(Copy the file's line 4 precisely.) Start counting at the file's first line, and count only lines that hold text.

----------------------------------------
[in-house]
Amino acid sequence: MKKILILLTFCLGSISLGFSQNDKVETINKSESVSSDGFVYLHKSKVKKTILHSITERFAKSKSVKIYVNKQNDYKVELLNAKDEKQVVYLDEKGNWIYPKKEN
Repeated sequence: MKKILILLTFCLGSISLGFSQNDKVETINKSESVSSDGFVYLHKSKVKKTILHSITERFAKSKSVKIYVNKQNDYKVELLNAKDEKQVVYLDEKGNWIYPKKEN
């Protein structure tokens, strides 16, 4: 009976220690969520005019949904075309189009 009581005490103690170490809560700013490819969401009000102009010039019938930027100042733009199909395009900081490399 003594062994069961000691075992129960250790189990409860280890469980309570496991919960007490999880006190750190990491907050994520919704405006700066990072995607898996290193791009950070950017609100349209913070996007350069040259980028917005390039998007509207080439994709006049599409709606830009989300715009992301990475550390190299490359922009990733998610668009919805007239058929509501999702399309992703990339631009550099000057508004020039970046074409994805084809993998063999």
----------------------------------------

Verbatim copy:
């Protein structure tokens, strides 16, 4: 009976220690969520005019949904075309189009 009581005490103690170490809560700013490819969401009000102009010039019938930027100042733009199909395009900081490399 003594062994069961000691075992129960250790189990409860280890469980309570496991919960007490999880006190750190990491907050994520919704405006700066990072995607898996290193791009950070950017609100349209913070996007350069040259980028917005390039998007509207080439994709006049599409709606830009989300715009992301990475550390190299490359922009990733998610668009919805007239058929509501999702399309992703990339631009550099000057508004020039970046074409994805084809993998063999």